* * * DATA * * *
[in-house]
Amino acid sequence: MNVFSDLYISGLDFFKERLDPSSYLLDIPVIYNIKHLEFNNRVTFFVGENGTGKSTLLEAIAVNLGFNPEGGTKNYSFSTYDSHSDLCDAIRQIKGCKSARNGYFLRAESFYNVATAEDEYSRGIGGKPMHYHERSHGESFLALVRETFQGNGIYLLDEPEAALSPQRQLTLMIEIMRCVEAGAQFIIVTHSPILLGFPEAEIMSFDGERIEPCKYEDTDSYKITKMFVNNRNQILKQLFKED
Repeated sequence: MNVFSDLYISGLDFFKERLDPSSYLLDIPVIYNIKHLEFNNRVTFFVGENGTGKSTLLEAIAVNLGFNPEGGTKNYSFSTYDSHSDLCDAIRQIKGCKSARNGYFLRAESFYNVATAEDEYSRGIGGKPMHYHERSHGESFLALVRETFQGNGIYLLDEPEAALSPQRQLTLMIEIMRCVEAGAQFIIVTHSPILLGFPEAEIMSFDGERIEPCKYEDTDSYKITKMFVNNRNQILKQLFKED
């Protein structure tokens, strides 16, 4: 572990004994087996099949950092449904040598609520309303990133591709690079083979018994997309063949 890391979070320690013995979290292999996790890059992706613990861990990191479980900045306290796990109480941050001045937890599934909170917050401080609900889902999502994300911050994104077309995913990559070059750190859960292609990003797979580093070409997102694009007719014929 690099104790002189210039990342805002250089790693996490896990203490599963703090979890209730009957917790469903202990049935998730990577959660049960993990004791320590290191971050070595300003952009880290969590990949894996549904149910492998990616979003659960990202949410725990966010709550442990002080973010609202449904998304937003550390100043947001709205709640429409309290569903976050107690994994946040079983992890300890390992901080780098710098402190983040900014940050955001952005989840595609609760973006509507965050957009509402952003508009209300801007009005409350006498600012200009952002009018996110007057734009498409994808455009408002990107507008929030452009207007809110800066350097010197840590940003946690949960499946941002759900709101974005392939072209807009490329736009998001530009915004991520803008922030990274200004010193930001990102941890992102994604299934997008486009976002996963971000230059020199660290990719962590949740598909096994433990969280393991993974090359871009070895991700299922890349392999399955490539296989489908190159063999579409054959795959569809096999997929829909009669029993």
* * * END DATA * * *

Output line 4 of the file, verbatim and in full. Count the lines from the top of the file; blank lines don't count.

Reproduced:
């Protein structure tokens, strides 16, 4: 572990004994087996099949950092449904040598609520309303990133591709690079083979018994997309063949 890391979070320690013995979290292999996790890059992706613990861990990191479980900045306290796990109480941050001045937890599934909170917050401080609900889902999502994300911050994104077309995913990559070059750190859960292609990003797979580093070409997102694009007719014929 690099104790002189210039990342805002250089790693996490896990203490599963703090979890209730009957917790469903202990049935998730990577959660049960993990004791320590290191971050070595300003952009880290969590990949894996549904149910492998990616979003659960990202949410725990966010709550442990002080973010609202449904998304937003550390100043947001709205709640429409309290569903976050107690994994946040079983992890300890390992901080780098710098402190983040900014940050955001952005989840595609609760973006509507965050957009509402952003508009209300801007009005409350006498600012200009952002009018996110007057734009498409994808455009408002990107507008929030452009207007809110800066350097010197840590940003946690949960499946941002759900709101974005392939072209807009490329736009998001530009915004991520803008922030990274200004010193930001990102941890992102994604299934997008486009976002996963971000230059020199660290990719962590949740598909096994433990969280393991993974090359871009070895991700299922890349392999399955490539296989489908190159063999579409054959795959569809096999997929829909009669029993």